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        "Truly great place to work"
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Best Practice - Truly great place to work

 

 

On balance, is your organisation...

 

a "truly great place to work?"

Best Practice routinely asks respondents whether or not their organisation is a "truly great place to work".

We have found that this one simple question gives a high-level indicator to the overall health of an organisation.

A high rating for this question typically means: Unit Cohesion in the Workplace

On average, 70% of employees who answer YES to this question will include 1 or more of the following 4 words in their reason - Staff – Friend - People – Team. Employees therefore rate an organisation as a “truly great place to work” in terms of the people with whom they work … not in terms of their job or their pay.

This is an excellent measure of the extent to which employees feel a sense of belonging to a friendly, cohesive community.

A low rating for this question typically means: Alienation in the Workplace

On average, 70% of employees who answer NO to this question will point to a LACK of something in the organisation, e.g. Support - Leadership – Morale – Communication.
They increasingly point to the things that are missing in the connections they have with the people they work with, the managers they work for, and the organisation that employs them.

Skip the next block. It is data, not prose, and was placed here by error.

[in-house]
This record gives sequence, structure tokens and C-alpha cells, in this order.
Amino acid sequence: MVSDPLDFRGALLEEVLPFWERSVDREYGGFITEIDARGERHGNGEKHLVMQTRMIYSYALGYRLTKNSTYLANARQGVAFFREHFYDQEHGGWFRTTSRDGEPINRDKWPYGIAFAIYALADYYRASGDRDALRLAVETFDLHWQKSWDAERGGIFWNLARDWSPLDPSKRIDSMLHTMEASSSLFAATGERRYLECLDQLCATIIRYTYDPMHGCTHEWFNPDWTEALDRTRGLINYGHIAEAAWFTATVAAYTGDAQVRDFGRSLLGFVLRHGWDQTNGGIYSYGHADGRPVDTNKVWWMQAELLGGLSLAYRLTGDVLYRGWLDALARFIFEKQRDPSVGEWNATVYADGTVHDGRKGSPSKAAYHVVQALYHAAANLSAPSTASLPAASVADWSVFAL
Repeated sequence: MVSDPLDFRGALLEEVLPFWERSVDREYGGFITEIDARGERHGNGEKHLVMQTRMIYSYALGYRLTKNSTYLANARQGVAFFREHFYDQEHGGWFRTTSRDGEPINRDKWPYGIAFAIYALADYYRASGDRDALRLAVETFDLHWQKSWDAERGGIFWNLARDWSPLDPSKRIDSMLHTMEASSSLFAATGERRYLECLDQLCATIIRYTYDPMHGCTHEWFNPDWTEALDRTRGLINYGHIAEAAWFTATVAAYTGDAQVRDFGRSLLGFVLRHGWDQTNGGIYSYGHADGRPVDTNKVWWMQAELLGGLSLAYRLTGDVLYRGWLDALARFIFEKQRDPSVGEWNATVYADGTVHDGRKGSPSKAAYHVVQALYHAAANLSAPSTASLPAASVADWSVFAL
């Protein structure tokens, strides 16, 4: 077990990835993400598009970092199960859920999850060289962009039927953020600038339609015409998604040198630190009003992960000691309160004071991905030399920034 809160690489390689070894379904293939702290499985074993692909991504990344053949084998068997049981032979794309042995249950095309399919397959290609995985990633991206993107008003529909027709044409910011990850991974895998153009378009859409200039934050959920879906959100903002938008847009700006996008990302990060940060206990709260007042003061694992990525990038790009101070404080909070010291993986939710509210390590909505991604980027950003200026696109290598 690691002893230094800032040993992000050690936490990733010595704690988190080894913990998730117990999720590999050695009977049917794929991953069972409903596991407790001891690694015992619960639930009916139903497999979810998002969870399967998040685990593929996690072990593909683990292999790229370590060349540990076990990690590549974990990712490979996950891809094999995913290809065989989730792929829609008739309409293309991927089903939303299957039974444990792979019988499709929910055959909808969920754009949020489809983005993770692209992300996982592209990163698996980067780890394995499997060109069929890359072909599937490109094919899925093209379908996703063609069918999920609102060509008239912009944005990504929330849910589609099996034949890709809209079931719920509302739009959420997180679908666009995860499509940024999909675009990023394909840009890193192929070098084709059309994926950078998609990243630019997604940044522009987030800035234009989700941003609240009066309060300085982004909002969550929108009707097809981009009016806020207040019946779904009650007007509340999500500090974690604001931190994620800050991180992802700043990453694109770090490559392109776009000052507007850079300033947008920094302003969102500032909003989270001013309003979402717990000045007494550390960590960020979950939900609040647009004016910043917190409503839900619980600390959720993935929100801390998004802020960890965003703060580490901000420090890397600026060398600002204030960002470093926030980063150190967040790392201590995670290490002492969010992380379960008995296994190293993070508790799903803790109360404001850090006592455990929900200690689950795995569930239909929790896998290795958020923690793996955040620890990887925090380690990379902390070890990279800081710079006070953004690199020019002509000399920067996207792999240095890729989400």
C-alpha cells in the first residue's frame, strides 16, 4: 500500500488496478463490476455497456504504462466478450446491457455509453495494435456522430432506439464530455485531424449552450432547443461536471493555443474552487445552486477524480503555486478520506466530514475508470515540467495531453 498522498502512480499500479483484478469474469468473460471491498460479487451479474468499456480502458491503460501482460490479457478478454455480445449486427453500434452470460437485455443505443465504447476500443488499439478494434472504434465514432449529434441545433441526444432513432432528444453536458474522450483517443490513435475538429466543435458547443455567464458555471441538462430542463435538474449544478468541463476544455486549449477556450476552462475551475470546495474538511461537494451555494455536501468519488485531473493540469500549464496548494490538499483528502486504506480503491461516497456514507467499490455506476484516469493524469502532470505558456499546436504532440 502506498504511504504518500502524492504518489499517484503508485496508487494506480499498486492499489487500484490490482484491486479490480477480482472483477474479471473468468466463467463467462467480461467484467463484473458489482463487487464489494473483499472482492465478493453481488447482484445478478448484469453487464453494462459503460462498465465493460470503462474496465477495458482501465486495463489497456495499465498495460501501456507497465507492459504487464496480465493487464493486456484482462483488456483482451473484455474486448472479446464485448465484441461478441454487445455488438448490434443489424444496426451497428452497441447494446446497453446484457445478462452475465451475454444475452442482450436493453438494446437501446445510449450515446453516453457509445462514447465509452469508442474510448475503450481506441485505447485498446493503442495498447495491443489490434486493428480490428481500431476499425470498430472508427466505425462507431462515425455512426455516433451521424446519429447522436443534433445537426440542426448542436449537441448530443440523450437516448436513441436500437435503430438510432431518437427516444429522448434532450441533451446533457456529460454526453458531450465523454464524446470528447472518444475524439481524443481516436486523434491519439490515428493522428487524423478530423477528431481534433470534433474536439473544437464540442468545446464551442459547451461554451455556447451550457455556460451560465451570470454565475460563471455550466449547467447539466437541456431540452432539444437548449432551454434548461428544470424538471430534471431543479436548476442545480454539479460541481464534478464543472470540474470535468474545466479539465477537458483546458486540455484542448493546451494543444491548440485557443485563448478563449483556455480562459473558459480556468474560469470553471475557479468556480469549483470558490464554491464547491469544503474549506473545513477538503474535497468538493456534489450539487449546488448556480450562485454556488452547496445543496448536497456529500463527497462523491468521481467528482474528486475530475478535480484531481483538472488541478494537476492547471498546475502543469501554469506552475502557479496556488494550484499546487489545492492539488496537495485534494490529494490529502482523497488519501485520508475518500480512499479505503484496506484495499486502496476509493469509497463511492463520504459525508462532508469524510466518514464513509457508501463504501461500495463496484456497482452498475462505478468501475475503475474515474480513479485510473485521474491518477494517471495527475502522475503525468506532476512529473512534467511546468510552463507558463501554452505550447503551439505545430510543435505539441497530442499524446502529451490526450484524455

This indicates a growing sense of disconnection or alienation from others in their workplace and, by implication, from the organisation’s purposes and goals.

The following chart looks at a range of over 200 organisations and compares
each organisation's truly great place to work rating with
its Employee Turnover Risk (defined as the percentage of
employees who often think of leaving the organisation).

Best Practice - Employee turnover versus social cohesion

Conclusion:

As Unit Cohesion in a workplace breaks down (and the level of employee alienation increases) … then the risk of high employee turnover will increase too. Organisations that are positioned in the lower right-hand quadrant can reduce their risk of employees leaving by adopting change management strategies that promote Unit Cohesion.

 

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